Metalepsis, i. e. the blurring of the hierarchy of narrative levels, is a much discussed phenomenon in modern fiction. De Jong contributes to the project of a historical narratology by exploring the use of metalepsis in early Greek literature. She examines in particular the figure of apostrophe, that is references to the narrative at the level of the action, the blending of narrative voices and the merging of the worlds of the narrator and the narrated at the end of narratives. While in modern fiction metalepses often serve as an ‘anti-illusionistic device’, de Jong makes a strong case that in early Greek literature metalepses tend to increase the authority of the narrator and the realism of the narrative.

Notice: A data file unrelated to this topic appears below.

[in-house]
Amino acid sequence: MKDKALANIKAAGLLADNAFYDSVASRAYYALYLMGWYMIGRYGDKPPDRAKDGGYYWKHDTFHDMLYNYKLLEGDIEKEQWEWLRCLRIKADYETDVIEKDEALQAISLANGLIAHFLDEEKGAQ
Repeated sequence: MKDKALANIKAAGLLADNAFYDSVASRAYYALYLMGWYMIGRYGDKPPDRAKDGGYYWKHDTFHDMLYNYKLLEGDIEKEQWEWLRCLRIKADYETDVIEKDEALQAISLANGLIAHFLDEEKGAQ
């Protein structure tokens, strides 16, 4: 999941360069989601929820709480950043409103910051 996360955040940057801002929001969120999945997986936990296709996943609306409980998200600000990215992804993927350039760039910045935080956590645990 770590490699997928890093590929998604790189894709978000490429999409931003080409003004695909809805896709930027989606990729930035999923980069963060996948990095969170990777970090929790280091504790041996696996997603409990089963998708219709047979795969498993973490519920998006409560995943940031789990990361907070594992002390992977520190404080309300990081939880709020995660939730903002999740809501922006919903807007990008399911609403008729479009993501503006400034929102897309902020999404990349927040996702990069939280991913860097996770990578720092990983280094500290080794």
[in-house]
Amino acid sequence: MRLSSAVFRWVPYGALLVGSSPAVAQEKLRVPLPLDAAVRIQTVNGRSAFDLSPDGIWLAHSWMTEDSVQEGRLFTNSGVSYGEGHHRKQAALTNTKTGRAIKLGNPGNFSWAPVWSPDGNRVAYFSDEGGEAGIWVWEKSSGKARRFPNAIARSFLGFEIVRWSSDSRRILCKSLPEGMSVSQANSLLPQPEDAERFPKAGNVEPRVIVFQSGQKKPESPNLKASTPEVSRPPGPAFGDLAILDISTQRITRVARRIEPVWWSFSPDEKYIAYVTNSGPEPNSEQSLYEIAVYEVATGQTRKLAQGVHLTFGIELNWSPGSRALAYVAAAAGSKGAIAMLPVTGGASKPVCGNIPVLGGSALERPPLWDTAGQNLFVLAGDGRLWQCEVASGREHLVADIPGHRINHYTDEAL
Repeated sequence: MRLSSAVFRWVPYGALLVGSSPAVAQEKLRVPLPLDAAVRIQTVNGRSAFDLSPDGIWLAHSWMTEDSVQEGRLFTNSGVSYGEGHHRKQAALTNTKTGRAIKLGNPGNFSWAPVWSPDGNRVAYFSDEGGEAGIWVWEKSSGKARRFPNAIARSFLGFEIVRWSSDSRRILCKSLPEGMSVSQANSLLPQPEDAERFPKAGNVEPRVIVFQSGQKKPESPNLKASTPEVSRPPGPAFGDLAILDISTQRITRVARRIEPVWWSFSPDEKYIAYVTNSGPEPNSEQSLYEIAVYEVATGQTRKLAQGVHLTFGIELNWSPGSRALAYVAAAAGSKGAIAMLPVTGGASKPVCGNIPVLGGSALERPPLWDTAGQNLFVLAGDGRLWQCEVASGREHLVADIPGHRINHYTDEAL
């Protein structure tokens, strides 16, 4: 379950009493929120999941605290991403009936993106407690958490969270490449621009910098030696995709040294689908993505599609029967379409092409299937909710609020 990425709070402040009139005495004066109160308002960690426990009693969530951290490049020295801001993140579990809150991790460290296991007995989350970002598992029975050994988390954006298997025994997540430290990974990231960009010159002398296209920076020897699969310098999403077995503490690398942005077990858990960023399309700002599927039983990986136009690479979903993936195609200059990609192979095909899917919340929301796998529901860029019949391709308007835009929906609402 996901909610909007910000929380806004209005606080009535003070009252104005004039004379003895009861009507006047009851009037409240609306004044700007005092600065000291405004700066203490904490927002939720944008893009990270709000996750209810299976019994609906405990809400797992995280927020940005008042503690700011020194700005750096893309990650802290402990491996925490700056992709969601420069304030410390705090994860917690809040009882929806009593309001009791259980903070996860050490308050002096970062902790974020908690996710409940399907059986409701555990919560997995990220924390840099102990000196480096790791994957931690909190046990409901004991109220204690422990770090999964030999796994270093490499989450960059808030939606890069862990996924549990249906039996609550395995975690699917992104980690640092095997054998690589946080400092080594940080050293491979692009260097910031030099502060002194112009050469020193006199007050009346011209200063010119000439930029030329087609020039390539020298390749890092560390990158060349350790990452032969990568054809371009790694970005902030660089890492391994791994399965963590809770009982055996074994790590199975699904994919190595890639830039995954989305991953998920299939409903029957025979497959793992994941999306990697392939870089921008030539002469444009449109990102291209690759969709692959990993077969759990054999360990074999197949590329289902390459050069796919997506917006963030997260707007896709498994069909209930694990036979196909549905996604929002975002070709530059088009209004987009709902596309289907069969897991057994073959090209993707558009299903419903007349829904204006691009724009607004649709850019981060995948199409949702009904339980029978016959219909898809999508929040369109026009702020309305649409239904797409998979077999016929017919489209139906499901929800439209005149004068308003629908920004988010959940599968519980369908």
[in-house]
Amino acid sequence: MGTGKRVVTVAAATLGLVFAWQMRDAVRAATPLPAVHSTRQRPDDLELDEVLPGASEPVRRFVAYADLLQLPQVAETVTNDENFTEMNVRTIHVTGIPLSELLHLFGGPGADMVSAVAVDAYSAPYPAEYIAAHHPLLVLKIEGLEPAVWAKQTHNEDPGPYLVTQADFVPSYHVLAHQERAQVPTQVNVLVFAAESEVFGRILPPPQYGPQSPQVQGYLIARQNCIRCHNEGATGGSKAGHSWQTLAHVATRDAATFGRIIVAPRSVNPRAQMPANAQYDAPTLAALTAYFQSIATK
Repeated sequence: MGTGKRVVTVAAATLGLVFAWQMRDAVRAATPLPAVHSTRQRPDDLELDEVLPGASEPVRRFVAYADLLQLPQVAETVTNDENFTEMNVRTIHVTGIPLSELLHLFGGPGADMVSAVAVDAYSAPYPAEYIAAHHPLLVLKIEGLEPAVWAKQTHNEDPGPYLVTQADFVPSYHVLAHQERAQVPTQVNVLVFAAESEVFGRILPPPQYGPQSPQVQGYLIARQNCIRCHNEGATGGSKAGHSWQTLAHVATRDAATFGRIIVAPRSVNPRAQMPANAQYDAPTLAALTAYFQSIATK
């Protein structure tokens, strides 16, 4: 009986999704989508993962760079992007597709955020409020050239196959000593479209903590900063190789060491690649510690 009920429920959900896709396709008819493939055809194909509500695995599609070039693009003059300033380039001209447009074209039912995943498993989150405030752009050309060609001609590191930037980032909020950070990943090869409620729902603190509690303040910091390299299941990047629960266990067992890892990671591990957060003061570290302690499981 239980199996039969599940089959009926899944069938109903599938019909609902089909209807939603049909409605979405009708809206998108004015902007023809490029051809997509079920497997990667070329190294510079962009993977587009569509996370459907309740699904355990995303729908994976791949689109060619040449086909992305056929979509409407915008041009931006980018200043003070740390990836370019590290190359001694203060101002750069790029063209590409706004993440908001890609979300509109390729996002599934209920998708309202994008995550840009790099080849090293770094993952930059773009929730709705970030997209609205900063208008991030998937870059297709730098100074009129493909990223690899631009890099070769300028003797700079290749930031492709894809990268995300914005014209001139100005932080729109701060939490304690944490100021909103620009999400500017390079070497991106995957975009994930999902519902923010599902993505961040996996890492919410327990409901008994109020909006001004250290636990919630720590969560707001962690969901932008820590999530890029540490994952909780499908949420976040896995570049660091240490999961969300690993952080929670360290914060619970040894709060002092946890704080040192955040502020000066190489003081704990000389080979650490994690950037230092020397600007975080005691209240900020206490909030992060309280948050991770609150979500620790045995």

Bakker argues that the virtual absence of free indirect discourse is due to the fixed setting of performance, suggests the term of ‘projected indexicality’ which takes into account the diachronic dimension of performance, and challenges the value of a sharp distinction between narrator and character speech in the case of orally performed poetry. As the Odyssey illustrates, the boundaries between the characters’ έπη and the bards’ άοιδή become easily blurred.
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